“Queen of Earth”
Director: Alex Ross Perry
Cast: Elisabeth Moss, Patrick Fugit, Katherine Waterston, Kate Lyn Sheil
Why We Hope It Heads To Park City: Like the above Patrick Brice, Alex Ross Perry is a filmmaker who clearly knows how to work very fast. His “Listen Up Philip” was a big hit at Sundance this year, and it seems quite possible his “Queen of Earth” (which shot this summer) will be the talk of Sundance 2015 — at least if its any bit as good as Perry’s previous films. Reuniting Perry with “Philip” actress Elisabeth Moss, the films follows two childhood friends (Moss and “Inherent Vice” breakout Katherine Waterson) that discover they have drifted apart when they retreat to a beach house together. And it’s probably not the genre you’re thinking: The film is said to have been inspired by the early work of Roman Polanski.
Director: Andrew Bujalski
Cast: Guy Pearce, Cobie Smulders, Kevin Corrigan, Giovanni Ribisi, Brooklyn Decker, Anthony Michael Hall
Why We Hope It Heads To Park City: Andrew Bujalski hit a career high at Sundance a few years ago with “Computer Chess” and we hope he’ll be back with what appears to be his highest profile project yet: “Results.” The film follows two personal trainers, Trevor (Pearce) and Kat (Smulders), whose lives are changed by a not-so-fit wealthy new client, Danny (Corrigan). The film finished production late in the summer, so we suspect it follow the paths of Bujalski’s recent films and premiere in Park City. And it’ll surely be one of the festivals most anticipated when it does.
Director: Hannah Fidell
Cast: Taissa Farmiga, Ben Rosenfield, Joshua Leonard, Lindsay Burdge
We Hope It Heads To Park City: In 2013, Hannah Fidell was one of
Sundance’s major breakouts thanks to NEXT section favorite “A Teacher”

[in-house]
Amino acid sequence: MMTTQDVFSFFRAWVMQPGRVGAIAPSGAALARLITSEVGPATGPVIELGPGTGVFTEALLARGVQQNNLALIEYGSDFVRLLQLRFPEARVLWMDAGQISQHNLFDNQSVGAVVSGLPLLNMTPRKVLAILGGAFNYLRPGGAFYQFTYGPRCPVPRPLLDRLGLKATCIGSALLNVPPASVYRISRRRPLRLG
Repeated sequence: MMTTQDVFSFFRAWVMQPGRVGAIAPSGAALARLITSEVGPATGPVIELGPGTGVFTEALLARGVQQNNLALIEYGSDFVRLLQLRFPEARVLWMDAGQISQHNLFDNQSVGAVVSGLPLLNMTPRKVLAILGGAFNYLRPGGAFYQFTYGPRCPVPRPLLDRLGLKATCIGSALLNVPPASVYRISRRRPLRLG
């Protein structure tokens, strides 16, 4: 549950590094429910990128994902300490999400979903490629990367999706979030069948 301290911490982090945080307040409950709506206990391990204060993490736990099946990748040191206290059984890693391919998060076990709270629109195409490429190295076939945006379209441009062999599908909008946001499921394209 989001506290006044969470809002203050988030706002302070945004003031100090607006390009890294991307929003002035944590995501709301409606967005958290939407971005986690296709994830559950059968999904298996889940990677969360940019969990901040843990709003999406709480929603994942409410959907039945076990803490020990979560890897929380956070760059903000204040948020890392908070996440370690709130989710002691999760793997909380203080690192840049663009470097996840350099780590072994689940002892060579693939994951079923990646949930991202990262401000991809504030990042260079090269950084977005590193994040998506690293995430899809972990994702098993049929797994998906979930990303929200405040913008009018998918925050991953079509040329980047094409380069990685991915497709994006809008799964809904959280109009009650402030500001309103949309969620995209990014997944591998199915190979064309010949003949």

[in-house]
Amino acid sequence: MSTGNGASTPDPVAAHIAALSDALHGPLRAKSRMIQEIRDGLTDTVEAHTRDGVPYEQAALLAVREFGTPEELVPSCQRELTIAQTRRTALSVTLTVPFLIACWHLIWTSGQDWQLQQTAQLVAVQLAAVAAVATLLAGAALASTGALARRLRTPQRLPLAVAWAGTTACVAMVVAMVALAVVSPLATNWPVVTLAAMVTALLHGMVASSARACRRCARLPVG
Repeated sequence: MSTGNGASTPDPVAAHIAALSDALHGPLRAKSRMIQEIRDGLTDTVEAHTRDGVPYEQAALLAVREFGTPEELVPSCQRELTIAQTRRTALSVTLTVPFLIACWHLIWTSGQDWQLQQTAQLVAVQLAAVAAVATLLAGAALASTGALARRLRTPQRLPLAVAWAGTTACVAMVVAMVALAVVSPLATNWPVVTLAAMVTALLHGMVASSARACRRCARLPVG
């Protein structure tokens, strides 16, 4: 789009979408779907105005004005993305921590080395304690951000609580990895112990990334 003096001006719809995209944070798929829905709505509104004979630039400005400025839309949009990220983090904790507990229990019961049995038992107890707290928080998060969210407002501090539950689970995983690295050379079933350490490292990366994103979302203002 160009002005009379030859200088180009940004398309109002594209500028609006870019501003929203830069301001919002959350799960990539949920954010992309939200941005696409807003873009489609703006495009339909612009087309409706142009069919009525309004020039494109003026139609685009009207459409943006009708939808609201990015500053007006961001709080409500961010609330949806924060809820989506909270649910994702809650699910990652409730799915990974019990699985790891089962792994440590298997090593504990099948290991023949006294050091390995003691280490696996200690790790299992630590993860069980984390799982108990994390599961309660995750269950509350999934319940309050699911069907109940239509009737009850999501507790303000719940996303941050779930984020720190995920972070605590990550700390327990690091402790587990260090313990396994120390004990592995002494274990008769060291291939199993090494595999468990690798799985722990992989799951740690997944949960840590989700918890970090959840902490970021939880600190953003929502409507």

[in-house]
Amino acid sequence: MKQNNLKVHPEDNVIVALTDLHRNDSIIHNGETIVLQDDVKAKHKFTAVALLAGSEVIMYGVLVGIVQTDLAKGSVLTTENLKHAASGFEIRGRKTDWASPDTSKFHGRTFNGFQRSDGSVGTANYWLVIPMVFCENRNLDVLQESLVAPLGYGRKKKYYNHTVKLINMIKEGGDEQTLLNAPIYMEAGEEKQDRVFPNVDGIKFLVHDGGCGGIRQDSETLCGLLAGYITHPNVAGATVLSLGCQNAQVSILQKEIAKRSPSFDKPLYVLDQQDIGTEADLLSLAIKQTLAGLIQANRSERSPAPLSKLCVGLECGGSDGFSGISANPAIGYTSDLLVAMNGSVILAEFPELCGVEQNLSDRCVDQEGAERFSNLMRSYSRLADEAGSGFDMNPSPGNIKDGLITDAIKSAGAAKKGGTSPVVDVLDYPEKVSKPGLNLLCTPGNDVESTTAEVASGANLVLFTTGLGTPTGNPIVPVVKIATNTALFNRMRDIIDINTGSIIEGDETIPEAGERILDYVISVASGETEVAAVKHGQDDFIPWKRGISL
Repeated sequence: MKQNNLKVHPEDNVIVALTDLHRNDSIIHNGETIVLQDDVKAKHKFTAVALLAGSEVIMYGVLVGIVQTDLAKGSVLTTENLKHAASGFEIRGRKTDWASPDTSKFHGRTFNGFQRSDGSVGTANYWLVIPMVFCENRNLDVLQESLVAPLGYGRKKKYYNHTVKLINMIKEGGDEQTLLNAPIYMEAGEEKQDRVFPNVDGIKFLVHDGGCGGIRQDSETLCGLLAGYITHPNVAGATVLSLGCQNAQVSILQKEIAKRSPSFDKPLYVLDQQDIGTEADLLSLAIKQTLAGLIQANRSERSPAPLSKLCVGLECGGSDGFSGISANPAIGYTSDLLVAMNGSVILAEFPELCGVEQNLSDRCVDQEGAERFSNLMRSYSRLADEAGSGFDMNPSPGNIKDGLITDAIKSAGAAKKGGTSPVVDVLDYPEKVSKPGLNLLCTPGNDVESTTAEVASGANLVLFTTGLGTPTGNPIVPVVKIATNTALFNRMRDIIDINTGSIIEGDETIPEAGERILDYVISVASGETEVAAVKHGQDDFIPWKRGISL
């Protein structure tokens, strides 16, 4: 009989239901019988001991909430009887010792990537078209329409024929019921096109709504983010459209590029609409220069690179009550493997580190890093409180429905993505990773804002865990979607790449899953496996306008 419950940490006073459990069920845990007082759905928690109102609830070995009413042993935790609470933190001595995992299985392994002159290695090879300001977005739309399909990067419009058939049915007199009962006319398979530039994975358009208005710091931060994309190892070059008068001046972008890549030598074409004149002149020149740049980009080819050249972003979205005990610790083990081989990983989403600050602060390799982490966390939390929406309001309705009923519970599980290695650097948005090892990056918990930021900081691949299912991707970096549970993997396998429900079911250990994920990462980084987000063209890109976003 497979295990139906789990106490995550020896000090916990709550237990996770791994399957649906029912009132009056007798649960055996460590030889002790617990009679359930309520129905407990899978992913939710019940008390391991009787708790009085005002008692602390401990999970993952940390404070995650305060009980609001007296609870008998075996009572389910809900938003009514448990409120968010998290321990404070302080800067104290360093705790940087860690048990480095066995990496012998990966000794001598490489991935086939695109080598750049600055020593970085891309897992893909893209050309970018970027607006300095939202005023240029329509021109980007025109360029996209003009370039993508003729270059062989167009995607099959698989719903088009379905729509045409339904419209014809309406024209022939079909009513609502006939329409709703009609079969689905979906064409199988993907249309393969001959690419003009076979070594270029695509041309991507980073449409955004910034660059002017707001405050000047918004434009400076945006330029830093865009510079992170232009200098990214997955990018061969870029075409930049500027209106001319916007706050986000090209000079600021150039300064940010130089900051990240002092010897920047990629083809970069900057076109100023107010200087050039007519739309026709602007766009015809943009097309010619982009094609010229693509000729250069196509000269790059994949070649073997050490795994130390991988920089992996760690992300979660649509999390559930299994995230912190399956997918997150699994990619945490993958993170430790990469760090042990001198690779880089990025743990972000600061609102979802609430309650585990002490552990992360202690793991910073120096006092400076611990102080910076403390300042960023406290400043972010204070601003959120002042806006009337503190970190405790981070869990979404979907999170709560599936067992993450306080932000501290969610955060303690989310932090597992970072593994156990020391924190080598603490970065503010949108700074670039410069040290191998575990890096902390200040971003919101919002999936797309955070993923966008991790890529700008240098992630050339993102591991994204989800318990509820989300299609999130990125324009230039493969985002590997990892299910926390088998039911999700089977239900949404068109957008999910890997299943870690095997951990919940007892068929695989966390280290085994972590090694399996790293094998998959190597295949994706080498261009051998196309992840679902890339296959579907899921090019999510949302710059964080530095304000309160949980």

and we’re excited to see what she does with her follow-up, “Six Years.”
Taking on the trials and tribulations a young couple (over the course
of, you guessed it, six years), the film stars Taissa Farmiga (“American
Horror Story”) and Ben Rosenfield (“Song One”) as the pair in question,
as well as Sundance regular Joshua Leonard and “A Teacher” breakout
Lindsay Burdge (who we profiled at Sundance two years ago).
Director: Yance Ford
Why We Hope It Heads To Park City: Considering it received the backing of Sundance Institute, Cinereach and
the IDFA Forum in its road to completion, Yance Ford’s “Strong Island”
seems like an extremely likely inclusion in the doc programming at
Sundance come January. The documentary follows William Ford, a black
24-year-old teacher who was killed in 1992 after arguing with a white
19-year-old mechanic over a repair job. The mechanic shot him, and even
though Ford was unarmed he claimed self-defense and charges were not
pursued. 23 years later, Ford’s sister Yance is returning to the
scene of the crime with this sure to be eye-raising film.
“Sleeping With Other People”
Director: Leslye Headland
Cast: Jason Sudeikis, Allison Brie, Natasha Lyonne, Amanda Peet, Adam Scott
Why We Hope It Heads To Park City: Leslye Headland’s darkly comedic directorial debut “Bachelorette” is very underrated as far as were concerned, so we can’t wait to see how she follows it up with “Sleeping With Other People.” Jason Sudeikis and Alison Brie lead a great cast as two folks with some major relationship issues (he’s a womanizer, she’s a cheater) who come together to try and help each other get better. Between the promise of “Bachelorette” and the fact that Natasha Lyonne, Amanda Peet and Adam Scott round out the cast, consider it high on our Sundance to-see list if it follows in the footsteps of Headland’s previous film and premieres in Park City.